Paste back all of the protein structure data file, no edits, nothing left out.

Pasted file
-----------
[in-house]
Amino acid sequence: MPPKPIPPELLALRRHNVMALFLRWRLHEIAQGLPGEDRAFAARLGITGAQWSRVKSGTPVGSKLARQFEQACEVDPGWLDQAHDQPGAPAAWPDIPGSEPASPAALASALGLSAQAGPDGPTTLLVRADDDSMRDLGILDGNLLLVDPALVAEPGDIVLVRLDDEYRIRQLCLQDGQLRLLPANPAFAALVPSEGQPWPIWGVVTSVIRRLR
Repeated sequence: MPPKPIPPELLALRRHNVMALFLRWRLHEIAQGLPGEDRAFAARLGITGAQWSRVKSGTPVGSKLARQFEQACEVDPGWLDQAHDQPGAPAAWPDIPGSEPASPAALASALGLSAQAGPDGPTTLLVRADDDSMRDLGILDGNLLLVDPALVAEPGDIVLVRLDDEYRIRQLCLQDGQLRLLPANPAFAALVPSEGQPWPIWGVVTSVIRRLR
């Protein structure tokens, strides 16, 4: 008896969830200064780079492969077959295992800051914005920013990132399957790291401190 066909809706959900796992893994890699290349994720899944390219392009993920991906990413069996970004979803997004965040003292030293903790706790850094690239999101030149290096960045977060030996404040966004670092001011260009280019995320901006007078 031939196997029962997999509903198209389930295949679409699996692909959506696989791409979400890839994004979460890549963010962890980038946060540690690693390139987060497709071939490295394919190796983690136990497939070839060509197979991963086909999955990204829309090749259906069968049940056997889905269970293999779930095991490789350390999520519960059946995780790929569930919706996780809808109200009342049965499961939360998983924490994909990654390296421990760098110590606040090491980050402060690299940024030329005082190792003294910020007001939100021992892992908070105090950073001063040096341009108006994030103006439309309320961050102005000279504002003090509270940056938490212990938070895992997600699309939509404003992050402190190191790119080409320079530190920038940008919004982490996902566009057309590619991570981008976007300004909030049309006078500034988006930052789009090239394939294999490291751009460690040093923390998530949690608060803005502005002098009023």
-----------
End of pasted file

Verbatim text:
[in-house]
Amino acid sequence: MPPKPIPPELLALRRHNVMALFLRWRLHEIAQGLPGEDRAFAARLGITGAQWSRVKSGTPVGSKLARQFEQACEVDPGWLDQAHDQPGAPAAWPDIPGSEPASPAALASALGLSAQAGPDGPTTLLVRADDDSMRDLGILDGNLLLVDPALVAEPGDIVLVRLDDEYRIRQLCLQDGQLRLLPANPAFAALVPSEGQPWPIWGVVTSVIRRLR
Repeated sequence: MPPKPIPPELLALRRHNVMALFLRWRLHEIAQGLPGEDRAFAARLGITGAQWSRVKSGTPVGSKLARQFEQACEVDPGWLDQAHDQPGAPAAWPDIPGSEPASPAALASALGLSAQAGPDGPTTLLVRADDDSMRDLGILDGNLLLVDPALVAEPGDIVLVRLDDEYRIRQLCLQDGQLRLLPANPAFAALVPSEGQPWPIWGVVTSVIRRLR
């Protein structure tokens, strides 16, 4: 008896969830200064780079492969077959295992800051914005920013990132399957790291401190 066909809706959900796992893994890699290349994720899944390219392009993920991906990413069996970004979803997004965040003292030293903790706790850094690239999101030149290096960045977060030996404040966004670092001011260009280019995320901006007078 031939196997029962997999509903198209389930295949679409699996692909959506696989791409979400890839994004979460890549963010962890980038946060540690690693390139987060497709071939490295394919190796983690136990497939070839060509197979991963086909999955990204829309090749259906069968049940056997889905269970293999779930095991490789350390999520519960059946995780790929569930919706996780809808109200009342049965499961939360998983924490994909990654390296421990760098110590606040090491980050402060690299940024030329005082190792003294910020007001939100021992892992908070105090950073001063040096341009108006994030103006439309309320961050102005000279504002003090509270940056938490212990938070895992997600699309939509404003992050402190190191790119080409320079530190920038940008919004982490996902566009057309590619991570981008976007300004909030049309006078500034988006930052789009090239394939294999490291751009460690040093923390998530949690608060803005502005002098009023």